Art of the Union

Hello, my name is Mitchell. I am an artist and writer creating politically charged content. My goal is to use art and humor to introduce people to politics and history.

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  • October 23, 2013 8:17 pm

    The Redskins and a people's past that remains too present

    Here’s my first published Op-Ed! I’m pretty pumped to put it mildly. It’s a version of my piece about Native American history that happened simultaneously alongside the Redskin’s formation as a team and it’s up on the Baltimore Sun’s website.

  • October 21, 2013 8:00 pm

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    Is it possible to brand a race? Dan Snyder is willing to bet the estate on it. The owner of the Washington Redskins has adorned himself with his finest pair of marketing pants and declared that he will not change his football franchise’s name in the foreseeable future. For Snyder, the team’s name has transcended it’s racist connotations and has morphed into a flag of pride for those who follow it. In a letter to his fans, he waxes nostalgic about being born a Redskin. He fondly recalls his first game with his father and the chilling experience and atmosphere. But the question has to be asked for those who weren’t born “Redskins” but actual Native Americans - can an entire history be rewritten on a feel good whim at the behest of sports fandom? The trials of the Native is not a dust covered relic from ages ago, but rather just yesterday in our country’s timeline.

    At the tail-end of the 19th Century, Native Americans - spurned on by a religious awakening of Native’s that was permeating throughout the United States - sought to alleviate their plight through an exercise that would come to be known as the “Ghost Dance." The purveying thought was that the Native’s way of life had been decimated as a punishment from the Gods for abandoning their culture and traditions, and if the Sioux were to participate in the Ghost Dance, it would cleanse their spirit and return them to a time before the white man had turned their land and animals into kitsch collectibles.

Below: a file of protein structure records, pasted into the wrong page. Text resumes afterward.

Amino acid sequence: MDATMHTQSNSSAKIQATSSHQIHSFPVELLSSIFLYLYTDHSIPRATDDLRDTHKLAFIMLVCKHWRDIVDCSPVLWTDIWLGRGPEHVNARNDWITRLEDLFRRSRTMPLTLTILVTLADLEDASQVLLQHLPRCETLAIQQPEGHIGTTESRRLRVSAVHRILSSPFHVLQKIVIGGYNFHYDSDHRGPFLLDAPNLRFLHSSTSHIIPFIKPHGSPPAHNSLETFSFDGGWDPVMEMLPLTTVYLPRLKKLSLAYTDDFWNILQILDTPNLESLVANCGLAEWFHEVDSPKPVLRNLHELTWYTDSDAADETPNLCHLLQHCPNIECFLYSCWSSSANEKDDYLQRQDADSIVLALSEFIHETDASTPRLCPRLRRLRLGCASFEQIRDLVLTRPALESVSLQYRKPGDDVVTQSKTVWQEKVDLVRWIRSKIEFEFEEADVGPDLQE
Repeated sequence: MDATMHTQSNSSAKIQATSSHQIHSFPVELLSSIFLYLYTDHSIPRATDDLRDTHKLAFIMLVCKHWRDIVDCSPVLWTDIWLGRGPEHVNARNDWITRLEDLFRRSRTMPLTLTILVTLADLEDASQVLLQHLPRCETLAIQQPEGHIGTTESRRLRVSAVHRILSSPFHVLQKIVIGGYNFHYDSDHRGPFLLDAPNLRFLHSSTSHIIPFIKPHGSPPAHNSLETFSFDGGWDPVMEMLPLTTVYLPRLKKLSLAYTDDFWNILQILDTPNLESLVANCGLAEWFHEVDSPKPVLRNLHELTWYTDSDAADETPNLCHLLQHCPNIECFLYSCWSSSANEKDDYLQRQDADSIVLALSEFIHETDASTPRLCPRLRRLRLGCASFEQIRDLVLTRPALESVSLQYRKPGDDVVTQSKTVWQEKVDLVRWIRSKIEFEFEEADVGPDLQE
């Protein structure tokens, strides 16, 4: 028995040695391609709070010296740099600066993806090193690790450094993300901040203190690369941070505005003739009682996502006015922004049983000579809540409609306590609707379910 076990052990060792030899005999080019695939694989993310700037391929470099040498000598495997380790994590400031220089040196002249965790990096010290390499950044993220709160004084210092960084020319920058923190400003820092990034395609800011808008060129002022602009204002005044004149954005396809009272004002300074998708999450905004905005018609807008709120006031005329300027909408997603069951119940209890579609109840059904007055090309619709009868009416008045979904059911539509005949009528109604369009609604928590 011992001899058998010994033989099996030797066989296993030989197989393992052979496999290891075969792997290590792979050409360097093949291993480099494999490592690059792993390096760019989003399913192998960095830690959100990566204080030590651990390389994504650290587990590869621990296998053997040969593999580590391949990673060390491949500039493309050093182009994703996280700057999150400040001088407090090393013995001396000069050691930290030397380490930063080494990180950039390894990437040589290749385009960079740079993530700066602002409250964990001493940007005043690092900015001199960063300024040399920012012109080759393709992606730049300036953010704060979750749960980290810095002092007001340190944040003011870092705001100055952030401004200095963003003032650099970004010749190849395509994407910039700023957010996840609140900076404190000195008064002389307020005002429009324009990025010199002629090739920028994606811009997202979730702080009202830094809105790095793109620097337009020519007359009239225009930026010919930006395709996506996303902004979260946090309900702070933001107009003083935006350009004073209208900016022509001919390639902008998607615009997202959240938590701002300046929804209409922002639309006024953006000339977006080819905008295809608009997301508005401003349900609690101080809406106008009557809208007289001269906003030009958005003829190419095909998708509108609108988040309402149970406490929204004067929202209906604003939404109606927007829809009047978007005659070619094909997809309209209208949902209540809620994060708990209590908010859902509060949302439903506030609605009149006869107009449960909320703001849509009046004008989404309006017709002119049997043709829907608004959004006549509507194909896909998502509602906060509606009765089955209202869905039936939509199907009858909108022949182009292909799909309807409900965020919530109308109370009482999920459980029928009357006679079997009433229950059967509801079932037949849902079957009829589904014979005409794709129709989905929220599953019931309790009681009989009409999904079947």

As was to be expected, the suits in Washington viewed this with spectacles that were forged from Manifest Destiny. No virtues were seen in a spiritual awakening for the Native’s, and was instead seen as a precursor to an Indian uprising. A boiling point was reached in the Winter of 1890, on a frigid morning in South Dakota. On December 29, the U.S. Army’s 7th Cavalry intercept a group of of 300 Native’s outside of the Pine Ridge Indian Reservation. The group was treated as a hostile force and transported to Wounded Knee Creek. In an effort to disarm the group, a struggle broke out between a deaf Native and a cavalryman, causing the deaf man’s gun to be fired. U.S. forces promptly mowed down the group of Native’s, killing upwards of 300 men, women, and children. Those who did not die by gunfire froze to death in the winter chill. This would mark the last major exchange between the Native’s and the U.S. military, and the 1890 census would officially declare the American Frontier closed. 43 years later in 1933, the Boston Braves would play their first game as the Redskins.

    That may seem like a long gap, but given how fleeting time is, it’s not. Children who lived during the Wounded Knee Massacre would now be parental age, young adults would now be senior citizens. Generations of people who came of age with the Native as their supposed enemy were now watching and hearing about a football team named “Redskins.” And, despite the fact that Wounded Knee marked the last “battle” of the American Indian Wars, small skirmishes would help keep alive the malice towards the race of the new football team’s namesake. That malice would not flicker out, either. As The Redskins flourished throughout the 20th century, Native Americans were suffering at the hand of racism and discrimination.